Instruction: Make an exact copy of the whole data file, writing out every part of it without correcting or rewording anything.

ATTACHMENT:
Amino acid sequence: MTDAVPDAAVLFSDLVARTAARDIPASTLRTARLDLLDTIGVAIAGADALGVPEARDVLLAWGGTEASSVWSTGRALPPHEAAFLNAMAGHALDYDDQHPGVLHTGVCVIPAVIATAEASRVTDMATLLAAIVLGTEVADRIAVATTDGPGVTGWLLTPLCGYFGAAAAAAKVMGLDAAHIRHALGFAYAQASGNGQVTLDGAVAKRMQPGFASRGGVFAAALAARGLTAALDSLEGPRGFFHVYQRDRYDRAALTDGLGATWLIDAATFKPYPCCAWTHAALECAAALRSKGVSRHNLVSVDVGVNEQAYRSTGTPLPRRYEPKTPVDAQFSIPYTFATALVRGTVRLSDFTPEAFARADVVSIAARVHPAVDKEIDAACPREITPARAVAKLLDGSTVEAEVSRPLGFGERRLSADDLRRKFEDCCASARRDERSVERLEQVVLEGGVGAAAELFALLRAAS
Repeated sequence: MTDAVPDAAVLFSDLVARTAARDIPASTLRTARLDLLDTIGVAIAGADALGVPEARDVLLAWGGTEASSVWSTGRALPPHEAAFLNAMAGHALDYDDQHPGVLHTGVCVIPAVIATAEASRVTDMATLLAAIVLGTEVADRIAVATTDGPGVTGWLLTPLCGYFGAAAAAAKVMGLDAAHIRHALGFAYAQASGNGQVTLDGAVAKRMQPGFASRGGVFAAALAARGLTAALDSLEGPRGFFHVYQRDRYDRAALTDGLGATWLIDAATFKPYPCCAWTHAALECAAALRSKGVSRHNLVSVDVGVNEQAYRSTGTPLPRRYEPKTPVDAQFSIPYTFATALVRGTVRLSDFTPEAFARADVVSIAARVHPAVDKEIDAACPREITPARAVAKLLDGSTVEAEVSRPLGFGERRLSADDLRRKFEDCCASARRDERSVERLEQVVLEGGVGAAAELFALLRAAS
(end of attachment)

Amino acid sequence: MTDAVPDAAVLFSDLVARTAARDIPASTLRTARLDLLDTIGVAIAGADALGVPEARDVLLAWGGTEASSVWSTGRALPPHEAAFLNAMAGHALDYDDQHPGVLHTGVCVIPAVIATAEASRVTDMATLLAAIVLGTEVADRIAVATTDGPGVTGWLLTPLCGYFGAAAAAAKVMGLDAAHIRHALGFAYAQASGNGQVTLDGAVAKRMQPGFASRGGVFAAALAARGLTAALDSLEGPRGFFHVYQRDRYDRAALTDGLGATWLIDAATFKPYPCCAWTHAALECAAALRSKGVSRHNLVSVDVGVNEQAYRSTGTPLPRRYEPKTPVDAQFSIPYTFATALVRGTVRLSDFTPEAFARADVVSIAARVHPAVDKEIDAACPREITPARAVAKLLDGSTVEAEVSRPLGFGERRLSADDLRRKFEDCCASARRDERSVERLEQVVLEGGVGAAAELFALLRAAS
Repeated sequence: MTDAVPDAAVLFSDLVARTAARDIPASTLRTARLDLLDTIGVAIAGADALGVPEARDVLLAWGGTEASSVWSTGRALPPHEAAFLNAMAGHALDYDDQHPGVLHTGVCVIPAVIATAEASRVTDMATLLAAIVLGTEVADRIAVATTDGPGVTGWLLTPLCGYFGAAAAAAKVMGLDAAHIRHALGFAYAQASGNGQVTLDGAVAKRMQPGFASRGGVFAAALAARGLTAALDSLEGPRGFFHVYQRDRYDRAALTDGLGATWLIDAATFKPYPCCAWTHAALECAAALRSKGVSRHNLVSVDVGVNEQAYRSTGTPLPRRYEPKTPVDAQFSIPYTFATALVRGTVRLSDFTPEAFARADVVSIAARVHPAVDKEIDAACPREITPARAVAKLLDGSTVEAEVSRPLGFGERRLSADDLRRKFEDCCASARRDERSVERLEQVVLEGGVGAAAELFALLRAAS